Following on from social presence… for eCommerce stores to be successful, they must work on building their audience across a multitude of platforms that are frequented by their target audience. The importance of long term SEO strategy is paramount. You can learn more about this in more detail from our resident SEO guru Chris Thomas, his blog on this topic can be found here.

Extending your brand through a variety of social platforms from Facebook to Youtube enables you core following to become brand ambassadors, spreading your brand ethics and values to new potential customers. Give them the tools to do this and they can help cultivate trust for you. This all leads to a stronger search engine presence too. Understanding the way in which consumers search for products and interact with brands is key, as how they do this is changing all the time. Therefore, it’s important to understand your brand needs to be treated as a living/breathing organism. To successfully survive and conquer its environment it needs to adapt and evolve to its surroundings. Success lies in understanding your customers’ behaviours and catering to them.

In summary…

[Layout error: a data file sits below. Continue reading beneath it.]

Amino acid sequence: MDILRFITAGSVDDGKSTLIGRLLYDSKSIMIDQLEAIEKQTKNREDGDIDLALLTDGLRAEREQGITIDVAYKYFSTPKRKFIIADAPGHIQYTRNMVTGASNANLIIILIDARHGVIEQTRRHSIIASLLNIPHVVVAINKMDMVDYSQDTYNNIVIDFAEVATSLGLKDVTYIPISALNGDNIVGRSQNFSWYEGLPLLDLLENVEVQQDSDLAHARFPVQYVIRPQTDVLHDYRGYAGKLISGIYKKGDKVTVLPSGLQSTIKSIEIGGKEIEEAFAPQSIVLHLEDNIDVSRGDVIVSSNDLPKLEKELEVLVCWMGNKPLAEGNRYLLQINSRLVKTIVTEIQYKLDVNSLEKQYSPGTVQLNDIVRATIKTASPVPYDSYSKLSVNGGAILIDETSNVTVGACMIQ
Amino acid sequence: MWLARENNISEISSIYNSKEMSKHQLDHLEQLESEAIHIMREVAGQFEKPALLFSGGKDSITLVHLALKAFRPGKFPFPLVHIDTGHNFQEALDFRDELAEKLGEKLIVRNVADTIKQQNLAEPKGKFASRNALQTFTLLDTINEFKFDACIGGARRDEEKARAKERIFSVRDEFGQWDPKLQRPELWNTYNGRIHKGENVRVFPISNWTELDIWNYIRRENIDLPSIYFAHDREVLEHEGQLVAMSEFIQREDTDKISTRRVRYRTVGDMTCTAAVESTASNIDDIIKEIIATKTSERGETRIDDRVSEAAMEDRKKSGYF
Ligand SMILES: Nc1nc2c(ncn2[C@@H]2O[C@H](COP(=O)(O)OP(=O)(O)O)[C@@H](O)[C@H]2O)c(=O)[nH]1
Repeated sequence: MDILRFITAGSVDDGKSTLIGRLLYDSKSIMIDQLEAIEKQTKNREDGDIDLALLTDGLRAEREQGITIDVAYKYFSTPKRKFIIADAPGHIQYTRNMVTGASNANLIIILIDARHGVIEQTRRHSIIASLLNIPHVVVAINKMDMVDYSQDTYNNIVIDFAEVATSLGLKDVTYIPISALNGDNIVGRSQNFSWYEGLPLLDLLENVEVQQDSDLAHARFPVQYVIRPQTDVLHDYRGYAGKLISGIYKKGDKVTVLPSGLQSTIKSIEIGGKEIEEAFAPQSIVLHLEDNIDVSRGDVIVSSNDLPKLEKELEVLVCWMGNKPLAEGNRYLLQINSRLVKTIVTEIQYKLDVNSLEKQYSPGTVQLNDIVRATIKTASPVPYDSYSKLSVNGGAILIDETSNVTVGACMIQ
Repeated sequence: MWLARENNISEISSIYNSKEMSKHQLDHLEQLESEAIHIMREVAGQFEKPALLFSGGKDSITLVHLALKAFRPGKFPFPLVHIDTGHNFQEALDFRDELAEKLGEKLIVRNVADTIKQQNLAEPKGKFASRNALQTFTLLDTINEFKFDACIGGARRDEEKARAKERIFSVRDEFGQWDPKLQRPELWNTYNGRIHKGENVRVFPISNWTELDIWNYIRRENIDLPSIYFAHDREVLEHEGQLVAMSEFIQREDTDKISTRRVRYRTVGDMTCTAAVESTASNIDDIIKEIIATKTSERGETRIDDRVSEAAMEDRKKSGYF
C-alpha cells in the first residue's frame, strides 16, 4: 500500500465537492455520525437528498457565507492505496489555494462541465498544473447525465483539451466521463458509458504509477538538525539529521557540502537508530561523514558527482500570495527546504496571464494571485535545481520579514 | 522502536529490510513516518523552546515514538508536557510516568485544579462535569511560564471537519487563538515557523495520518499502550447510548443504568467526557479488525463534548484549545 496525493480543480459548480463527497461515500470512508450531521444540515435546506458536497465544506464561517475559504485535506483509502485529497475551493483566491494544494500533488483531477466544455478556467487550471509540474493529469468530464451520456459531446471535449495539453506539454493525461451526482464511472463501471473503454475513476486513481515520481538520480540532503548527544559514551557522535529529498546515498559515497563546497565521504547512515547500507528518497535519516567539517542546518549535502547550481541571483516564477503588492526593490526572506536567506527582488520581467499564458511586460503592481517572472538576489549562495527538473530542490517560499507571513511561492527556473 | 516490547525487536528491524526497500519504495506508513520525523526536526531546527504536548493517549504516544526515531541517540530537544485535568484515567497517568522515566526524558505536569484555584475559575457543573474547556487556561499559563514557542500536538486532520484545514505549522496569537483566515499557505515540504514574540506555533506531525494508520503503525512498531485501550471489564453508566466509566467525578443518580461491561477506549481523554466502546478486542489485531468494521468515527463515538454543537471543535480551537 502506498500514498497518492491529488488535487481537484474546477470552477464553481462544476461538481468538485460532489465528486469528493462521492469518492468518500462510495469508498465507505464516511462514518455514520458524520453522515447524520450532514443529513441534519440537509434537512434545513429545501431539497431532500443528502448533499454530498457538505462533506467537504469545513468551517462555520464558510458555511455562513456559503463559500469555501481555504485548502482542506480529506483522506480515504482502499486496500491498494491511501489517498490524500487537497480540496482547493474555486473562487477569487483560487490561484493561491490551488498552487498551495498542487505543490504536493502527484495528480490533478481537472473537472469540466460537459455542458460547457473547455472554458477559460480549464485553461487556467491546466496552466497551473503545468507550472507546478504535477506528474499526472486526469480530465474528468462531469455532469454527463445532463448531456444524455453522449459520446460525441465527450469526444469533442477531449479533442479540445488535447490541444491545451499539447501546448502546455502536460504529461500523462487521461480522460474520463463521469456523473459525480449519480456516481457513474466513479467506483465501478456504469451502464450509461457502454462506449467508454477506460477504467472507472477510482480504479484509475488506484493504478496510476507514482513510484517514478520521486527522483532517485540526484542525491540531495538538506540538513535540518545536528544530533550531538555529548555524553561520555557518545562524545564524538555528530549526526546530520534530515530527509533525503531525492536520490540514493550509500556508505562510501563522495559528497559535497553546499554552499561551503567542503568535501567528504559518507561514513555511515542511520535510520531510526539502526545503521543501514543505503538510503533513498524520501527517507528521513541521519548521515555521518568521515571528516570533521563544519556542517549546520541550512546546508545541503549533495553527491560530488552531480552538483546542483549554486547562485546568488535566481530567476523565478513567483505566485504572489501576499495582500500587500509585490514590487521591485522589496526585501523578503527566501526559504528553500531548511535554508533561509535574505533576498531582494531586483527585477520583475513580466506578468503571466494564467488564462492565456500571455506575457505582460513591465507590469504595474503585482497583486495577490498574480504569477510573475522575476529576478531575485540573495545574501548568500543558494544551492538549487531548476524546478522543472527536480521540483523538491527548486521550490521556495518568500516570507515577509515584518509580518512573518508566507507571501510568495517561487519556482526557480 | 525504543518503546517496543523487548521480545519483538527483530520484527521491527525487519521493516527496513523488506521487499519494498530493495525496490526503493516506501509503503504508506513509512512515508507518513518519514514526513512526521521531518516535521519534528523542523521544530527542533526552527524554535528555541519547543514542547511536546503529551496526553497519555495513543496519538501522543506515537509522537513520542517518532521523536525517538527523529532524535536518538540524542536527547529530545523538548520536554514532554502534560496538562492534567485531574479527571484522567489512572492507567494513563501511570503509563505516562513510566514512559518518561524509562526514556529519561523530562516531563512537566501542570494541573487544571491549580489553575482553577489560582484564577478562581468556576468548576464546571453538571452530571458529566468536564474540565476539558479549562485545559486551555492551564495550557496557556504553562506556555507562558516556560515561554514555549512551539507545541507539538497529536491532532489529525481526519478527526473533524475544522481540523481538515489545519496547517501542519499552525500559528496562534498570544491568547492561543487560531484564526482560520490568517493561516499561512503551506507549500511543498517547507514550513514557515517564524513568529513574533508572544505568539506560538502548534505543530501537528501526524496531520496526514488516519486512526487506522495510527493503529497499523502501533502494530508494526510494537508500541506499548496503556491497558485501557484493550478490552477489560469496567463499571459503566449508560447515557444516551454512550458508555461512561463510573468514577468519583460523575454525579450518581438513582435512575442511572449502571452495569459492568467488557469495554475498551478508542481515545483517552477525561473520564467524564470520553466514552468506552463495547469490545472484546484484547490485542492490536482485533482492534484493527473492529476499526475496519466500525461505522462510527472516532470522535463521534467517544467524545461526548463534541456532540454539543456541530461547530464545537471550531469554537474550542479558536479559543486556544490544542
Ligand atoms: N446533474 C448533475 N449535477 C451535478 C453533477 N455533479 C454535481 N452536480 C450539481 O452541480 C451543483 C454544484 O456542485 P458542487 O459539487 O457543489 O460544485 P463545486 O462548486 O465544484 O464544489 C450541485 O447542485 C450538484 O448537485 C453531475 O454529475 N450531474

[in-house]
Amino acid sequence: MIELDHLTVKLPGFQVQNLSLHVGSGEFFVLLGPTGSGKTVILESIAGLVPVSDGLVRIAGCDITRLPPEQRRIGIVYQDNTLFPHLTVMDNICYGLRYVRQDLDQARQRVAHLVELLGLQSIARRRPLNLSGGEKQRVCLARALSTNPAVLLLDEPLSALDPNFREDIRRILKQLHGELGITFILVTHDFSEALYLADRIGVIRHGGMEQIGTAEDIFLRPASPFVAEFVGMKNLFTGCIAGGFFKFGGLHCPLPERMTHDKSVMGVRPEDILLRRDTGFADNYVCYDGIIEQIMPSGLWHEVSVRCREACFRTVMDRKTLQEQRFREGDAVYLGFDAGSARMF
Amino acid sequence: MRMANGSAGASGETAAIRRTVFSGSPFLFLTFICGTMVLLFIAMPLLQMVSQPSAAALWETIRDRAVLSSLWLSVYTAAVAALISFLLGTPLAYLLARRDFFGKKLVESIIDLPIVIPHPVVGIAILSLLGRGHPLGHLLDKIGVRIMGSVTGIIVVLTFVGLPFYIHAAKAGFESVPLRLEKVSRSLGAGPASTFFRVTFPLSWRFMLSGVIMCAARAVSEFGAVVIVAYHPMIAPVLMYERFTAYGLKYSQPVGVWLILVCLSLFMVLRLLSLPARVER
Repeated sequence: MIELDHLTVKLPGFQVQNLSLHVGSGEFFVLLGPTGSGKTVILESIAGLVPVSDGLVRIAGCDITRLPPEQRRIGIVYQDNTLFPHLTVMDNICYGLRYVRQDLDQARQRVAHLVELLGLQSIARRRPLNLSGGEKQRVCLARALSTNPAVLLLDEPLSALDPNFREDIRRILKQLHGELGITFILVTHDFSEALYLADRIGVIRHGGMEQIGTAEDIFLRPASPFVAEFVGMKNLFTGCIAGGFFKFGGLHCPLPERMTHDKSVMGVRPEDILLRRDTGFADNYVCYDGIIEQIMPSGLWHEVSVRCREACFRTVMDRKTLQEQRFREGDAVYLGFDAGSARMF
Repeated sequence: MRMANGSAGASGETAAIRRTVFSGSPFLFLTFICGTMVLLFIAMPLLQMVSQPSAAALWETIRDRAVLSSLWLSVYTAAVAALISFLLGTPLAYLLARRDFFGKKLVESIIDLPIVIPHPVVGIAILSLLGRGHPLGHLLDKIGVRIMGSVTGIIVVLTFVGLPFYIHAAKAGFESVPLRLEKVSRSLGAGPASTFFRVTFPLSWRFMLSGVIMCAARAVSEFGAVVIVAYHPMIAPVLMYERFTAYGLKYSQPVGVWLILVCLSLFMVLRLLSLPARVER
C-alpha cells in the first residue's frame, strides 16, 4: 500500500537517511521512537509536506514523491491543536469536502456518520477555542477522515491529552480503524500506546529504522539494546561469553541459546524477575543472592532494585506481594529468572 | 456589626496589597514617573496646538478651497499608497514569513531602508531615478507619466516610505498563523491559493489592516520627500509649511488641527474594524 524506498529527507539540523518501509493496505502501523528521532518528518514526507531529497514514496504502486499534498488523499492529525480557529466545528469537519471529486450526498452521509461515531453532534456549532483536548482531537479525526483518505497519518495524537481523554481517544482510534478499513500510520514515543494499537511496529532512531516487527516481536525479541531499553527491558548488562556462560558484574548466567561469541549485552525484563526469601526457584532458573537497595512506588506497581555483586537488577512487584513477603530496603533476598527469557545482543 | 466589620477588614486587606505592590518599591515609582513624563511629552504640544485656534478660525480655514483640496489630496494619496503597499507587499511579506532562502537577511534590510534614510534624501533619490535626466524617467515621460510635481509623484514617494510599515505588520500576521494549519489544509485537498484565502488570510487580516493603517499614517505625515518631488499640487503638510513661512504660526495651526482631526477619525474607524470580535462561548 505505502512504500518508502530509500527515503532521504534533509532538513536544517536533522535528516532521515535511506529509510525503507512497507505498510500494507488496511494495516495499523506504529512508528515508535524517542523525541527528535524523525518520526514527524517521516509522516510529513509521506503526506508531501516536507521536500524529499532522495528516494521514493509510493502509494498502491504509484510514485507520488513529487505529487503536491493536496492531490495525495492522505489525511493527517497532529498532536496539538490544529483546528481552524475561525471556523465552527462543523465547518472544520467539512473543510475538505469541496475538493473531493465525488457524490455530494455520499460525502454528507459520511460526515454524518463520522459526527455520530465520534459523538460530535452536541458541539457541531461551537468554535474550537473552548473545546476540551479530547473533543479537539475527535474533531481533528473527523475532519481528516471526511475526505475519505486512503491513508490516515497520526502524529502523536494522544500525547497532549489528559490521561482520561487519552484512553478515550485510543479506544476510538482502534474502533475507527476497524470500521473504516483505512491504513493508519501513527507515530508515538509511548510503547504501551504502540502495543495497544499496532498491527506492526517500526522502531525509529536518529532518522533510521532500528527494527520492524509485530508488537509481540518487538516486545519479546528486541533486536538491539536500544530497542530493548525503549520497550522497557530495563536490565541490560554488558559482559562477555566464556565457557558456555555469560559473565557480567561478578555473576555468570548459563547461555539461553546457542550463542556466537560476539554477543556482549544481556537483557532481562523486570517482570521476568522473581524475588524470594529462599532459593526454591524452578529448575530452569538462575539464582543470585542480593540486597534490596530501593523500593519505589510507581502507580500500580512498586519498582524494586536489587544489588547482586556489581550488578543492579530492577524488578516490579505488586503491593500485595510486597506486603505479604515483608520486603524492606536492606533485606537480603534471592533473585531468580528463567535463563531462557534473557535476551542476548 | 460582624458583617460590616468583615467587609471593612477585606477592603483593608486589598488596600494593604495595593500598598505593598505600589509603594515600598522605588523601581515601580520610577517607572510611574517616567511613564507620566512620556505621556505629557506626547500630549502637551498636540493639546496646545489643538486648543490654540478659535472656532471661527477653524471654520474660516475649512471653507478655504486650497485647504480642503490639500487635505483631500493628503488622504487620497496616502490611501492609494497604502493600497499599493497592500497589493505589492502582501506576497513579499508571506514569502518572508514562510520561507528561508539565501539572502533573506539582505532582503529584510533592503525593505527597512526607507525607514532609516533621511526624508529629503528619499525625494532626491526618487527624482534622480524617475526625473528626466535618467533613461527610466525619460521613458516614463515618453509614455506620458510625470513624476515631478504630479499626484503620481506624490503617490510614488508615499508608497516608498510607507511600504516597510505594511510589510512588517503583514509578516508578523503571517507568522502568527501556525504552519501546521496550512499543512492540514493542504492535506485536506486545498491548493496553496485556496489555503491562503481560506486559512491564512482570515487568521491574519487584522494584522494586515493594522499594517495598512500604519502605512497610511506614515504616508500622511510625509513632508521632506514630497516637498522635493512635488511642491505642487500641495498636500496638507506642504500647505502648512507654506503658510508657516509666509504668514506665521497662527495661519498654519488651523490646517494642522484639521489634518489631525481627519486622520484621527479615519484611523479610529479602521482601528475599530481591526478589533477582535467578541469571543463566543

⁃         Begin with the creation of a distinct and professional looking brand

⁃         Establish loyalty through good practice customer service and a competitive offering

⁃         Ensure we are consistently engaging with customers on a multitude of platforms

Putting all these actions into motion will help ensure your eCommerce brand stands out from the crowd, garners trust and builds a loyal and ever-growing consumer base.

The main objective is to cultivate trust because trust is our modern day currency.

Big Cat regularly works with companies to improve and redesign their brands. Check out the branding work we have done with the likes of Transport for West Midlands, Paramount Recruitment and Harper & Lewis.

 

Thank you to all those who attended – it was great to see so many of you there. Don’t forget to sign up to the next one on Tuesday 22nd November on ‘How to Produce Meaningful Digital Marketing Campaigns’.

 

Posted by: Keshia Chauhan on